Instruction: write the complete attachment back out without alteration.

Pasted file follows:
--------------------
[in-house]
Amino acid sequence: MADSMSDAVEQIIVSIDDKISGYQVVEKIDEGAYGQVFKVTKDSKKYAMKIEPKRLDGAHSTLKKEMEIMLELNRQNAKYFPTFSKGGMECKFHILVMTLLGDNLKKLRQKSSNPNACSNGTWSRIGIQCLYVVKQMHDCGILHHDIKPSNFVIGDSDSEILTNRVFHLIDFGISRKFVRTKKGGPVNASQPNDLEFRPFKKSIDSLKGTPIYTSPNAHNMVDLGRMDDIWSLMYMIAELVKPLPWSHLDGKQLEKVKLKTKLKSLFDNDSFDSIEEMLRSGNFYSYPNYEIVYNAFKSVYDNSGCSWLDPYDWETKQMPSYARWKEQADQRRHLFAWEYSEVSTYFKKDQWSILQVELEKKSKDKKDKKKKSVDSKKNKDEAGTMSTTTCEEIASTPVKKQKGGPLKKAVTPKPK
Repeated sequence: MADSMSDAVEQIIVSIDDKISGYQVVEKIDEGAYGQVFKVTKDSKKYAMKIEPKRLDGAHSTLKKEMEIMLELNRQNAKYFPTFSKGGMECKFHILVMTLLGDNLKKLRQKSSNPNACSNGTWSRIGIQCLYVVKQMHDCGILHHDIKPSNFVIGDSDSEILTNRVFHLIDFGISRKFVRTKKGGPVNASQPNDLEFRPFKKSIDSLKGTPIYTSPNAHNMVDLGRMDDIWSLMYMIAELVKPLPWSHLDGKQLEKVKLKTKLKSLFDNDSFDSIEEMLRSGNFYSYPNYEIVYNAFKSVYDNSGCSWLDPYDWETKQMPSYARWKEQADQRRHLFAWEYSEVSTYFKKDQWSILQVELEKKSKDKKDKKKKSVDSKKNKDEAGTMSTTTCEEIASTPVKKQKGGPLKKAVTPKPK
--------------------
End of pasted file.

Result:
[in-house]
Amino acid sequence: MADSMSDAVEQIIVSIDDKISGYQVVEKIDEGAYGQVFKVTKDSKKYAMKIEPKRLDGAHSTLKKEMEIMLELNRQNAKYFPTFSKGGMECKFHILVMTLLGDNLKKLRQKSSNPNACSNGTWSRIGIQCLYVVKQMHDCGILHHDIKPSNFVIGDSDSEILTNRVFHLIDFGISRKFVRTKKGGPVNASQPNDLEFRPFKKSIDSLKGTPIYTSPNAHNMVDLGRMDDIWSLMYMIAELVKPLPWSHLDGKQLEKVKLKTKLKSLFDNDSFDSIEEMLRSGNFYSYPNYEIVYNAFKSVYDNSGCSWLDPYDWETKQMPSYARWKEQADQRRHLFAWEYSEVSTYFKKDQWSILQVELEKKSKDKKDKKKKSVDSKKNKDEAGTMSTTTCEEIASTPVKKQKGGPLKKAVTPKPK
Repeated sequence: MADSMSDAVEQIIVSIDDKISGYQVVEKIDEGAYGQVFKVTKDSKKYAMKIEPKRLDGAHSTLKKEMEIMLELNRQNAKYFPTFSKGGMECKFHILVMTLLGDNLKKLRQKSSNPNACSNGTWSRIGIQCLYVVKQMHDCGILHHDIKPSNFVIGDSDSEILTNRVFHLIDFGISRKFVRTKKGGPVNASQPNDLEFRPFKKSIDSLKGTPIYTSPNAHNMVDLGRMDDIWSLMYMIAELVKPLPWSHLDGKQLEKVKLKTKLKSLFDNDSFDSIEEMLRSGNFYSYPNYEIVYNAFKSVYDNSGCSWLDPYDWETKQMPSYARWKEQADQRRHLFAWEYSEVSTYFKKDQWSILQVELEKKSKDKKDKKKKSVDSKKNKDEAGTMSTTTCEEIASTPVKKQKGGPLKKAVTPKPK